Did you know everyone that you wanted to get involved with you from the start, or did you have to look around for certain people?
I knew immediately who I wanted to work with. Chris Dubey and Rina Fay-London had taken part in the 48 Hour Film project I mentioned above and we all had been wanting to collaborate ever since. Chris is a filmmaker as well and was kind enough to let me use his camera/lights. Tony was the DP on The Water's Fine and is such a fucking pleasure to work with I pretty much jumped up and down when he agreed to come do this with me. Manda (set design and assistant director) had been the editor on the last project and her and I are like creatively connected in that way that comes along very rarely. Ken and Jason were great at making the House of Brigit website work how we needed. Jade Kitty was a friend of Manda and she was such a great addition- lending her modeling to our porn-y website. I hope to work with all these people again - many many many times. Not to mention Dexter Cockburn and Miki Hickel for the awesome artwork.
Were you a big old bundle of nerves on the first day of shooting, or did you feel at ease behind the camera, like it's where you belong?
Oh god. I seriously almost vomited on multiple occasions but definitely a lot of dry heaving. The morning of the shoot I was so dizzy and puke-y. I kept telling Manda (the set designer/ A.D.) "I can't do this! Why on earth did I say I could do this!? Is it to late to cancel???!" Manda has become great at handling my freakouts and she really did help me calm down. Also, once everyone was in the space it all started to come together. Film making is where I belong and I plan to keep doing it until I die. I am already writing more shorts and a feature. The anxiety though is in my nature- that will never change. Many people have said that if you aren't nervous then something is probably wrong. I just need to find the balance and I believe that will come from experience.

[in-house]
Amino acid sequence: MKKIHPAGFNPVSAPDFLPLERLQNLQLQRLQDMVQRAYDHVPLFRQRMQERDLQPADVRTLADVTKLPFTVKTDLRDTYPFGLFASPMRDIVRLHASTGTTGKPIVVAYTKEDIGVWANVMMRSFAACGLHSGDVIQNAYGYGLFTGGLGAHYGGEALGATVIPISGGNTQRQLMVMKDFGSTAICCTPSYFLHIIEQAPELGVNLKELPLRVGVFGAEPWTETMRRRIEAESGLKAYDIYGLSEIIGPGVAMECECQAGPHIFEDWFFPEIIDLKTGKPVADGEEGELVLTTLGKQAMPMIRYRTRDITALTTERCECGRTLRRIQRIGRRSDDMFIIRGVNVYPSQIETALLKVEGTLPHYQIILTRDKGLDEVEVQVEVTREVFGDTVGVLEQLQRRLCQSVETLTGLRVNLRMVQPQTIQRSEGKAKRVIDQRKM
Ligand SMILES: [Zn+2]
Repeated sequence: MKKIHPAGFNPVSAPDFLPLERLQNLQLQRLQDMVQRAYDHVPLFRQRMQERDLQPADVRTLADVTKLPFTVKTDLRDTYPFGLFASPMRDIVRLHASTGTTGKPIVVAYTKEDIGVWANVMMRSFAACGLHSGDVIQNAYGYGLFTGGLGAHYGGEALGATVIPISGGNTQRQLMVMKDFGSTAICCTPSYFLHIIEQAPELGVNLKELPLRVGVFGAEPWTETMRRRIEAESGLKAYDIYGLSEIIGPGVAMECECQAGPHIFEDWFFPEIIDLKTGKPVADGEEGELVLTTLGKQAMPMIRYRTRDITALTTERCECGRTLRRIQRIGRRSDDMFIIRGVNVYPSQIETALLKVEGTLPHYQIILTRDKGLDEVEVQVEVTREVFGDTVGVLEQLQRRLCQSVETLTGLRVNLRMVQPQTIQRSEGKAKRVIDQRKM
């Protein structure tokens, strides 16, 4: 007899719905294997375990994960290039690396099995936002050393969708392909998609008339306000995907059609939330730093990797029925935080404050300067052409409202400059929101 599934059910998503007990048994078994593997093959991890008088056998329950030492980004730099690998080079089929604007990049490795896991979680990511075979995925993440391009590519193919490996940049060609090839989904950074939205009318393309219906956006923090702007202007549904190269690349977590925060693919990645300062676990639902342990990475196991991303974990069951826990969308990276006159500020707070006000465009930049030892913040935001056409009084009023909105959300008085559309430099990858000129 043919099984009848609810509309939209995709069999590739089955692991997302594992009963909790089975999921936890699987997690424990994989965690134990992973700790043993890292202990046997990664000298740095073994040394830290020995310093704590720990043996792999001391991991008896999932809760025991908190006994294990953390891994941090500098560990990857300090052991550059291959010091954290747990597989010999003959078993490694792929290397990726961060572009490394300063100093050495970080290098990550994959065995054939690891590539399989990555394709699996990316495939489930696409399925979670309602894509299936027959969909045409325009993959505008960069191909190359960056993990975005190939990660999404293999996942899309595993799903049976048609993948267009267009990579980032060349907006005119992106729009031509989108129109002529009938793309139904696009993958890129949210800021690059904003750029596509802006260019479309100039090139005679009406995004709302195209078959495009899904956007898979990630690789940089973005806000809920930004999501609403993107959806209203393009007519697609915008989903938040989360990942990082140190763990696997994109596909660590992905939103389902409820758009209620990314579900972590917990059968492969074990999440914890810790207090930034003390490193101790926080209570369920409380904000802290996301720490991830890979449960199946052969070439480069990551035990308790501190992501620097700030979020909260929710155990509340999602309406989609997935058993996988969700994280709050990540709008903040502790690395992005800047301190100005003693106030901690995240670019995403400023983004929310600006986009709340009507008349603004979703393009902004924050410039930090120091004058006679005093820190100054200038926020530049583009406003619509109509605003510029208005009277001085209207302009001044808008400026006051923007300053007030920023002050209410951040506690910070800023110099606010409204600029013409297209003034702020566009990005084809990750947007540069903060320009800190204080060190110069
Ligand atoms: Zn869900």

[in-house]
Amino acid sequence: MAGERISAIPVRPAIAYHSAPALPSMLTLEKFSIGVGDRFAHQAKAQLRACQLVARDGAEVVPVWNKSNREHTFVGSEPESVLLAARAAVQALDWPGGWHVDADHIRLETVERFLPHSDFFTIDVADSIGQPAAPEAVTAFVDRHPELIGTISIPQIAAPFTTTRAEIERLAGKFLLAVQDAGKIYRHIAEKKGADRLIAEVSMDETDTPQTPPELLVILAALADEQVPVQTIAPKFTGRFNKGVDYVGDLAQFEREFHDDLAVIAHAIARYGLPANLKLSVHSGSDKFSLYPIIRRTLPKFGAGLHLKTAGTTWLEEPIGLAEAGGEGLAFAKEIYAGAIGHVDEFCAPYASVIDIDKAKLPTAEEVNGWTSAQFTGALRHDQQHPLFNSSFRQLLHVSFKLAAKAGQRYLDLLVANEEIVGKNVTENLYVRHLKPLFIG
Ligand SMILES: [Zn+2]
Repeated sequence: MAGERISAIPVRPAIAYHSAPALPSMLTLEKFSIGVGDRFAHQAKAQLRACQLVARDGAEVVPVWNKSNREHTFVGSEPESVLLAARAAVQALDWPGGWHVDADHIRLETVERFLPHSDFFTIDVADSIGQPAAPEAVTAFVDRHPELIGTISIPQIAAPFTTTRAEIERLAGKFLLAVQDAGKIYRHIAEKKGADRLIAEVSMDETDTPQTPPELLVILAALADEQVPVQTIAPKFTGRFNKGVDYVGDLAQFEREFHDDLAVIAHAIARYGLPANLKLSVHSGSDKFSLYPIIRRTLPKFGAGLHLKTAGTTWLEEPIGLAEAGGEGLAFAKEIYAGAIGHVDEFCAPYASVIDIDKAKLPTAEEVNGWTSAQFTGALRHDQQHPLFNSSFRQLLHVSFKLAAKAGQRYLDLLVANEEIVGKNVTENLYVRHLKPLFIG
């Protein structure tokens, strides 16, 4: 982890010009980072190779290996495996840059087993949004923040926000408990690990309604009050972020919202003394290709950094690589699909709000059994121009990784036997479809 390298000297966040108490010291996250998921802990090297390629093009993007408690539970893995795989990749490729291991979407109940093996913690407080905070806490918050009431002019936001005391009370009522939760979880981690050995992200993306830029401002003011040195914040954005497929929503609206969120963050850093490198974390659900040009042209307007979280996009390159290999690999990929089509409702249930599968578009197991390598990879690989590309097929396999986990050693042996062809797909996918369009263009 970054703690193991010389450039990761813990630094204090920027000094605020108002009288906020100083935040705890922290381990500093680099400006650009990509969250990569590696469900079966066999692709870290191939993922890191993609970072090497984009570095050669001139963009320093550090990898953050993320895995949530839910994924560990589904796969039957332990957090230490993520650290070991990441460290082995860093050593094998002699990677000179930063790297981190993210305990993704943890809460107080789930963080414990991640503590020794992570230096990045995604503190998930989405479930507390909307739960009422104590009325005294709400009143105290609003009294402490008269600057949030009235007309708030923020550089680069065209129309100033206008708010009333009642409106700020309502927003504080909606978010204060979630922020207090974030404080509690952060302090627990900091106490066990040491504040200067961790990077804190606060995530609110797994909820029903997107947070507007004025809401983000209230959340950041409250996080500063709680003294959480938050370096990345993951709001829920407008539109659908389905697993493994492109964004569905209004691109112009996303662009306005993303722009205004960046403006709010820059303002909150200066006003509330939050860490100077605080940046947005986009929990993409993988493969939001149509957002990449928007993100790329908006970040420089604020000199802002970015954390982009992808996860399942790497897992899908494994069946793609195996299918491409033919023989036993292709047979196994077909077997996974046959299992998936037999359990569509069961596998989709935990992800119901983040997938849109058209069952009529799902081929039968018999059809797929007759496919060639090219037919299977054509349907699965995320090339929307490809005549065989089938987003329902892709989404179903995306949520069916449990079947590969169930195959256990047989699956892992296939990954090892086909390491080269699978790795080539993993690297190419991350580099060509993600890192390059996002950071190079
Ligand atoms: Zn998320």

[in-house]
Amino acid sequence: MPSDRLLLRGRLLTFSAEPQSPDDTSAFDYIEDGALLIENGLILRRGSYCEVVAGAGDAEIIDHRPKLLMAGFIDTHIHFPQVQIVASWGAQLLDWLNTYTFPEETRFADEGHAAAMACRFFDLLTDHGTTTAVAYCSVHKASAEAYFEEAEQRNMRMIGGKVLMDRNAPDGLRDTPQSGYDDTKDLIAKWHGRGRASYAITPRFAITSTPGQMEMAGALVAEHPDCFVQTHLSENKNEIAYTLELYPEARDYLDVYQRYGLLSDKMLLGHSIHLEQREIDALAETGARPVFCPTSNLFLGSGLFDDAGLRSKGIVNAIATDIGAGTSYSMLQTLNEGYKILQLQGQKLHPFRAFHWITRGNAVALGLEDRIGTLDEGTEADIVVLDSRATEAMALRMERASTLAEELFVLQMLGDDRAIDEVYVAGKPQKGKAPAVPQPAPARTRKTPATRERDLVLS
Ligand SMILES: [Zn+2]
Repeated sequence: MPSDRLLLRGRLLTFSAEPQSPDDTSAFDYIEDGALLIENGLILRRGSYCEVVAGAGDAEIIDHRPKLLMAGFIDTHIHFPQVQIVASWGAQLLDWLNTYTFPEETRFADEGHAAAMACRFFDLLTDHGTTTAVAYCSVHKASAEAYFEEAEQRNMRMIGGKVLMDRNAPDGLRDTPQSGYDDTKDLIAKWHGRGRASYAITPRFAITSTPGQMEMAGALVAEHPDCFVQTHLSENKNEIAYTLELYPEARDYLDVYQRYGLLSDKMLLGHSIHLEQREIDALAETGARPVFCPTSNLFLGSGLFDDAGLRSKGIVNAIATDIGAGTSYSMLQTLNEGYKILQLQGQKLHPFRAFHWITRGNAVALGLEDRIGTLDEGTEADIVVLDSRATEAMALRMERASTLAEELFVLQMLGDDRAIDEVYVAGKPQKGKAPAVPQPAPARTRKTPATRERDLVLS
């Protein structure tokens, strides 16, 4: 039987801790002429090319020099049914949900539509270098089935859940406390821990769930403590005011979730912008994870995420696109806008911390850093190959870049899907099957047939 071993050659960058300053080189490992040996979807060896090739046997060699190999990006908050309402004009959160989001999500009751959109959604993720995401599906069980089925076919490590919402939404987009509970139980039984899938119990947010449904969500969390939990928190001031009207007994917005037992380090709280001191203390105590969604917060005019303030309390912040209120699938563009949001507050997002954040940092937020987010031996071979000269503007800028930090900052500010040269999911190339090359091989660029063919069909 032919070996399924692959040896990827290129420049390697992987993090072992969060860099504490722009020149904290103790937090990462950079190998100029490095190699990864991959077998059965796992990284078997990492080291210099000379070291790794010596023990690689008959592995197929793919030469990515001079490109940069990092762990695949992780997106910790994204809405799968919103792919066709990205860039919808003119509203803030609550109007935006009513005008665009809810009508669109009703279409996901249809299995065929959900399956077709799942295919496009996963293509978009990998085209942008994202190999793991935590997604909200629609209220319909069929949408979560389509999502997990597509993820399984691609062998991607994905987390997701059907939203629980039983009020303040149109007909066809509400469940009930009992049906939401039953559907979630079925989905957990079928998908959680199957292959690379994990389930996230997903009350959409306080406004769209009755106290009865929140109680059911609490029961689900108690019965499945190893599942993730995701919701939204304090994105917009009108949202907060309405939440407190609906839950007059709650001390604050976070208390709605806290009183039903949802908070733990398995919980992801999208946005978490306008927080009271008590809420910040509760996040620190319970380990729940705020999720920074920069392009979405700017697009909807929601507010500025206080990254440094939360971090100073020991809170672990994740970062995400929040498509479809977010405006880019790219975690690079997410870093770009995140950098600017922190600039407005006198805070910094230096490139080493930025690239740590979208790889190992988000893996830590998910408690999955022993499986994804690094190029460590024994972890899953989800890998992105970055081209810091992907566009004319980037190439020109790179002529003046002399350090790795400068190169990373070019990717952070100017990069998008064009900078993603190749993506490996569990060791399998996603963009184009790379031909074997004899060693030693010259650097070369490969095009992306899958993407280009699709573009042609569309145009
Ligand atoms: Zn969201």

You learned to edit as you did the video. What was that like?
I had no idea what was going to happen with the post production of the video. Originally a friend of mine was going to do it but for various reasons it didn't work out. I was really anxious about that part because all I had access to was iMovie and no real clue how to use it. I went with my guts and decided to teach myself how to edit because the vision in my head was so hard to explain to anyone else and I wanted to learn as much as I could about the whole process. I watched a bunch of tutorials from this adorable little British kid and then taught myself how to edit as I went along. Considering it was my first time I feel pretty damn fucking proud of what I accomplished. Editing is something I realized I love just as much as production itself. It's like meditation. It reminds me of making zines.
Keep your eyes peeled for an interview with Todd as well, where I Morley quiz him about what it was like working with the lovely lady herself. :)